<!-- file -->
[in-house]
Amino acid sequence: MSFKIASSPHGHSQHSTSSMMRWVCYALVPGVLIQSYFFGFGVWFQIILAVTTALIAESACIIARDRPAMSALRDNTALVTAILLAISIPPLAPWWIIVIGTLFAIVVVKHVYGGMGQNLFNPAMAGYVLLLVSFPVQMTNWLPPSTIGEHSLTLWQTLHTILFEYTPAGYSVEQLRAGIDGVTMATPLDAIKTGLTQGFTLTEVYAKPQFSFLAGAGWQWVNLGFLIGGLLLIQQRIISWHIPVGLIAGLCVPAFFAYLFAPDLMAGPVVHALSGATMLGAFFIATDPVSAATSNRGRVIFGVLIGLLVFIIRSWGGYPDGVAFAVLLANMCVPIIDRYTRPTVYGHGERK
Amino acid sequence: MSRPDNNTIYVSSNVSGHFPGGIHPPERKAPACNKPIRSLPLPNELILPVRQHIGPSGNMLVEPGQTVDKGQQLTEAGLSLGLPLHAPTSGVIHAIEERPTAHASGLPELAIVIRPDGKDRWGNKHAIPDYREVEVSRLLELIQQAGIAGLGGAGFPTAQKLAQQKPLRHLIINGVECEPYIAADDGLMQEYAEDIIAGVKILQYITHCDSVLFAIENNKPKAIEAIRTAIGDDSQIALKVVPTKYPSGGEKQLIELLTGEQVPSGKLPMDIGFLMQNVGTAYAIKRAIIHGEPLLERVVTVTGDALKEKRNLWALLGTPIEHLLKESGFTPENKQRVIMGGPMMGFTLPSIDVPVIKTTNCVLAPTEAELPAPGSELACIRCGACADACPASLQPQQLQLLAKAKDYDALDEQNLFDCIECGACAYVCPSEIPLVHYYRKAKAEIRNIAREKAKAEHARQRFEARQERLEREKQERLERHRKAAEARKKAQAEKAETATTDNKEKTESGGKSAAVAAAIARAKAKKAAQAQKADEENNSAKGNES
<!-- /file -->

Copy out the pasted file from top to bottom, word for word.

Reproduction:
[in-house]
Amino acid sequence: MSFKIASSPHGHSQHSTSSMMRWVCYALVPGVLIQSYFFGFGVWFQIILAVTTALIAESACIIARDRPAMSALRDNTALVTAILLAISIPPLAPWWIIVIGTLFAIVVVKHVYGGMGQNLFNPAMAGYVLLLVSFPVQMTNWLPPSTIGEHSLTLWQTLHTILFEYTPAGYSVEQLRAGIDGVTMATPLDAIKTGLTQGFTLTEVYAKPQFSFLAGAGWQWVNLGFLIGGLLLIQQRIISWHIPVGLIAGLCVPAFFAYLFAPDLMAGPVVHALSGATMLGAFFIATDPVSAATSNRGRVIFGVLIGLLVFIIRSWGGYPDGVAFAVLLANMCVPIIDRYTRPTVYGHGERK
Amino acid sequence: MSRPDNNTIYVSSNVSGHFPGGIHPPERKAPACNKPIRSLPLPNELILPVRQHIGPSGNMLVEPGQTVDKGQQLTEAGLSLGLPLHAPTSGVIHAIEERPTAHASGLPELAIVIRPDGKDRWGNKHAIPDYREVEVSRLLELIQQAGIAGLGGAGFPTAQKLAQQKPLRHLIINGVECEPYIAADDGLMQEYAEDIIAGVKILQYITHCDSVLFAIENNKPKAIEAIRTAIGDDSQIALKVVPTKYPSGGEKQLIELLTGEQVPSGKLPMDIGFLMQNVGTAYAIKRAIIHGEPLLERVVTVTGDALKEKRNLWALLGTPIEHLLKESGFTPENKQRVIMGGPMMGFTLPSIDVPVIKTTNCVLAPTEAELPAPGSELACIRCGACADACPASLQPQQLQLLAKAKDYDALDEQNLFDCIECGACAYVCPSEIPLVHYYRKAKAEIRNIAREKAKAEHARQRFEARQERLEREKQERLERHRKAAEARKKAQAEKAETATTDNKEKTESGGKSAAVAAAIARAKAKKAAQAQKADEENNSAKGNES